2     to almost 1.000 pages.  They are definitely very significant.

 3             Then we have also in that first batch an overview witness for

 4     Srebrenica.  We have 14 crime-base witnesses and two witnesses who deal

 5     with exhumations but the three insiders with the thousand pages are

 6     definitely very significant.

 7             In the second batch which is almost 2.000 pages, we have four

 8     experts one military expert, two experts on historical and political

 9     background and one expert dealing with destructions and their testimonies

10     in previous cases.  That's also more than 1.000 pages.  In addition in

11     this batch, there is one insider witness related to Srebrenica, and one

12     insider witness related to -- again to Srebrenica with structure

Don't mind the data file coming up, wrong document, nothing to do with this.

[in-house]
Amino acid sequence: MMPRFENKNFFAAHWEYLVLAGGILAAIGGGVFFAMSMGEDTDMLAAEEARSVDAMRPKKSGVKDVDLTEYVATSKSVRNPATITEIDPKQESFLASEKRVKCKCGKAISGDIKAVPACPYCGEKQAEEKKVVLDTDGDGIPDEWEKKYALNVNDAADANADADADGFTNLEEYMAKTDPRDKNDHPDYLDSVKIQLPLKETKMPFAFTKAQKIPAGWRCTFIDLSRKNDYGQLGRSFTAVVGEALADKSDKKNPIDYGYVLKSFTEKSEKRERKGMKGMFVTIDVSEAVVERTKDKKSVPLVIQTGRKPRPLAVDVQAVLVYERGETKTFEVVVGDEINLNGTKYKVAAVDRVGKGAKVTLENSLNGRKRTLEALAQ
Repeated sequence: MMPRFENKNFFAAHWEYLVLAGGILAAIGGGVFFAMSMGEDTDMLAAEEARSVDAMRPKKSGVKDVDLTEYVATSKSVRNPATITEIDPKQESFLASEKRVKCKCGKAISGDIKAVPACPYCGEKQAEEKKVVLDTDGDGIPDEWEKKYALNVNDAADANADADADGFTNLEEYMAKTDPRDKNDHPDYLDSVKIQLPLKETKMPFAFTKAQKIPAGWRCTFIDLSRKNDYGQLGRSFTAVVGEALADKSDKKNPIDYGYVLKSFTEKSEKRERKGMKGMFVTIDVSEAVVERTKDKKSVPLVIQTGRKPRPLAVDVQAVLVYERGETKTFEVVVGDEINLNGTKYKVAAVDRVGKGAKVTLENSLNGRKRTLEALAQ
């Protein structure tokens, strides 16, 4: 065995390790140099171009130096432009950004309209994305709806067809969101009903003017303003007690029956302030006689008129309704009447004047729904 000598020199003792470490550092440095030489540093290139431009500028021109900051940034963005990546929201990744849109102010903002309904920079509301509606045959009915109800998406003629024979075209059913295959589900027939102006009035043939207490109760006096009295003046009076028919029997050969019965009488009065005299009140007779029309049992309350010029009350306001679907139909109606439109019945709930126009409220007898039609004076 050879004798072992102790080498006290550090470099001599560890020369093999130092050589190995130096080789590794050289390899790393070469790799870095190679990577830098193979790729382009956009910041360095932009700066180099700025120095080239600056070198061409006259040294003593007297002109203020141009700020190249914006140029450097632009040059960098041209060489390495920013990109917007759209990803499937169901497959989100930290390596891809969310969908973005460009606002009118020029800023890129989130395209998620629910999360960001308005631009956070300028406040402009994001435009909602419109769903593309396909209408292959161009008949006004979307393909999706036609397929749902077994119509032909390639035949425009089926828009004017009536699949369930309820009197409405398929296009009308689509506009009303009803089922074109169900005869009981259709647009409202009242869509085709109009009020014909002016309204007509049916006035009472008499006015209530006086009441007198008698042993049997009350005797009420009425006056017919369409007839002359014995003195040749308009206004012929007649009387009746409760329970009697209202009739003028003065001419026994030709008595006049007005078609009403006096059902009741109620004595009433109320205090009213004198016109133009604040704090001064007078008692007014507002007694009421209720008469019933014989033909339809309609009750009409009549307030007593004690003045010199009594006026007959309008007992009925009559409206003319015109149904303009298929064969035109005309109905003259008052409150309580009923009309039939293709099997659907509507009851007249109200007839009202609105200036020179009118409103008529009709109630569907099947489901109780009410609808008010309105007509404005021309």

13     information and seven crime-base witnesses.  And the third batch is only

14     roughly 700 pages.  And again one insider but only 26 pages insider

15     Srebrenica, one insider related to structure of 80 pages, and one

16     military witness from the former JNA, and one international witness

17     related to hostage taking, and five crime-base witnesses.  That is amount

18     that was provided as transcription of previous testimonies.

19             JUDGE BONOMY:  Do any of the experts that you referred to in the

20     second batch and the military witness in the third batch have a real

21     bearing on the issue of amendment of the indictment?

22             MS. UERTZ-RETZLAFF:  I can't really answer that.  Perhaps

23     Mr. Tieger can say that.  I mean the military expert relates to the

24     Krajina, to the ARK, and that is not new.  That is also in the first

25     indictment.

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 1             The military expert -- the military witness that I just mentioned